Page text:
Quora Answer: What online resources provide many interesting philosophical questions?

Oct 18 2014

There is an argument that online resources are actually dumbing us down.

The real online resource is your brain thinking. When your brain is thinking it is “online” and provides amazing resources that you will never find on the internet.

When I started out I thought that the internet would provide a marvelous opportunity for those of us interested in philosophical questions who are in our own communities isolated and fairly sparsely populated across the planet to discuss things of mutual interest, and to find the communities we lacked close at hand.

But I must say that it seems to me this has not happened. What we find is that people even if they are interested have very little to say, and the promise of sustained conversation is almost impossible to achieve. Here we have the first global interactive medium and it seems that we don’t know how to use it to talk about anything serious. So sad. What a missed opportunity.

So I have come to the conclusion that what we need is not more online resources, but actual learning and human contact amongst those interested in learning and delving deeper into things. Having the online resources really do not help us learn to think for ourselves, express our ideas, listen to others, and work toward mutual understanding. What the internet seems to produce is actually more alienation and anomie. What we call social networks are in fact anti-social as it gives us an excuse for not paying attention to those we are with.

So I suggest forgetting about Online Resources, and to concentrate on inner resources, like ones capacity to think for oneself. We need to bring the thinking capabilities “online” in our selves first, and then perhaps we will find it possible to help others discover the intellectual adventure of thinking things through at a bit deeper level than usually happens in a place like Quora for instance, which is full of chatter, and does not take kindly to those who want to go a bit deeper than chatter to talk about something of significance for a change.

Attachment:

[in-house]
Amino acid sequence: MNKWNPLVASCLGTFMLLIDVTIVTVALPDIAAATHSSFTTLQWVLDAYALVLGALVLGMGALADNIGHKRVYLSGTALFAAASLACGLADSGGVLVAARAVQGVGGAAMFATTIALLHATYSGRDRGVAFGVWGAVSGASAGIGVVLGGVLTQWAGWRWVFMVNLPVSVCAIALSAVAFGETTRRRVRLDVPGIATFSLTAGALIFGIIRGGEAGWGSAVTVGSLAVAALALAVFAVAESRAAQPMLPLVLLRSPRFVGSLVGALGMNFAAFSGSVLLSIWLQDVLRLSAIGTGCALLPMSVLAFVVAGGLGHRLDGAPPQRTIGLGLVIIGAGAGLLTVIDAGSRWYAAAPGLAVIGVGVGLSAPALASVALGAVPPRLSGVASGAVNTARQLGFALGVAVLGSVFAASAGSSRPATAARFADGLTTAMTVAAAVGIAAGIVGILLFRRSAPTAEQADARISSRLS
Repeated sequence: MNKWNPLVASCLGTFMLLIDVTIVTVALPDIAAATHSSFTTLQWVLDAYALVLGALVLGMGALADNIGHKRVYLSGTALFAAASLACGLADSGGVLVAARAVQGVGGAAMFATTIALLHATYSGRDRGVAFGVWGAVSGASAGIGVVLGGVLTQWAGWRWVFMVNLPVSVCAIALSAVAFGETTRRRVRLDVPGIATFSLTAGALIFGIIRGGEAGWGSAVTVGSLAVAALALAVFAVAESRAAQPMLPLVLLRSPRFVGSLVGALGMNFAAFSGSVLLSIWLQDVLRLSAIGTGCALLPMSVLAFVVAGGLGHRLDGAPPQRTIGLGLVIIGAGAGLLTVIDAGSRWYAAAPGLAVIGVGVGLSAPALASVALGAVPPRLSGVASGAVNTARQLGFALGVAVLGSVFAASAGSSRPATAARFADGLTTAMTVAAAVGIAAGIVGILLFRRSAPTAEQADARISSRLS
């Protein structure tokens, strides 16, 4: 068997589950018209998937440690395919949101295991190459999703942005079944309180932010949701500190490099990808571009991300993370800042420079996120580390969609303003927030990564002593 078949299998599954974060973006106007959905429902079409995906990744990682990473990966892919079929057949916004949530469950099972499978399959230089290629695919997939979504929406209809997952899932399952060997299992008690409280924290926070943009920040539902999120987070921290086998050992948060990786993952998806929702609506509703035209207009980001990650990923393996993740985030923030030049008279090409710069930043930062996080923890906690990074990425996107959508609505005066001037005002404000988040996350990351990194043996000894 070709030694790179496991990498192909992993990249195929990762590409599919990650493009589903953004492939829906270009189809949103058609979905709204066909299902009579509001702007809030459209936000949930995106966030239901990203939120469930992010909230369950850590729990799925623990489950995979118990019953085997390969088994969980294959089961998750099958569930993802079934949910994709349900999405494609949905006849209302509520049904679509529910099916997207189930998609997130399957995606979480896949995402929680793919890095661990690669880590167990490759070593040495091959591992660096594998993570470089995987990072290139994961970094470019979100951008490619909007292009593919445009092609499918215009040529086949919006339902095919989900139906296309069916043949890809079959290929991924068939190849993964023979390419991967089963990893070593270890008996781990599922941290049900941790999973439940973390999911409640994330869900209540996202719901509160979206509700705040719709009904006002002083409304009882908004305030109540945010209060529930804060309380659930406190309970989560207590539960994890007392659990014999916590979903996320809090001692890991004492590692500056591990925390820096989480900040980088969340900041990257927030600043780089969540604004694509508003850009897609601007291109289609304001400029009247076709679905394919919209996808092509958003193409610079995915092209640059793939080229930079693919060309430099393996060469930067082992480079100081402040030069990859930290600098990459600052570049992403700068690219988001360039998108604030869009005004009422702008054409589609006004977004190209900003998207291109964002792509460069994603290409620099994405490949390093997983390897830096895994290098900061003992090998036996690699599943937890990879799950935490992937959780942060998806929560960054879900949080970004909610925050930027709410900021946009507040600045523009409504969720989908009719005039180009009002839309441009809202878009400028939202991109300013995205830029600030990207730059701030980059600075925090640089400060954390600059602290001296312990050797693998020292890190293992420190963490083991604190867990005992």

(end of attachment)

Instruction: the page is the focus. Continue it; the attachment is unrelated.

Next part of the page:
So my suggestion is to put down your computer, and read a book from the library, and then write down a few thoughts on paper with a pen. And then communicate those thoughts to someone you actually know and can talk to face to face. And when you completely exhaust your offline resources, then you might frivolously participate in some online discussions, just to confirm that there is nothing happening there that is worth wasting time on. Of course, you might find someone who says something engaging, but it is rare that it would be possible to engage them in prolonged conversation about anything significant. Sometimes I think it is rarer online than offline because the noise and chatter have been turned up and there are myriad distractions. And you can basically waste a lot of time messing around online when you could have leaned by going to the library, finding the most fascinating book, and actually reading it. And then, heaven forbid, thinking about what is said in that book. and then reading another one. Using online resources is like grazing of cattle. It appears that one is eating all the time, but that is forced on us by the fact that the food is so hard to digest. Ultimately it is books that are made for the digestion of the mind, and one should just keep track of how many actual books one has read lately and that is still the best gauge of ones intellectual growth. That and how many papers or books one has written oneself. Want to know something? Read a paper book with your computer turned off for a change. Want to remain superficial and ignorant, read  a lot of things online, and use a lot of online resources. It is not that the resources are not great. The problem is that we do not know how to use them properly in the context of our own study regime. Fortunately, I started out when the only way to find anything interesting was to go to the library and search the stacks. And as far as I can see that is still the only way to actually learn something significant. It appears that one is doing something when one is scanning questions and answers on Quora, but for the most part one is wasting time that would be better spent reading a book about a subject that fascinates you, and then writing something about it. Now you may end up posting that to your blog or as an article online. But basically if you write for a blogpost that is normally not a good sign that there is any depth to what is being written. Normally 99% of what is written in articles and books are worthless. Most things written on the internet only make the 99% bigger and thus the 1% smaller. Almost all of it is utterly worthless as far as actual thinking is concerned. So it does not matter how many wonderful resources are made available on the Internet if we don’t know how to use them to think ourselves and together. Online resources are not what we need, what we need are offline reading and thinking time without distractions.

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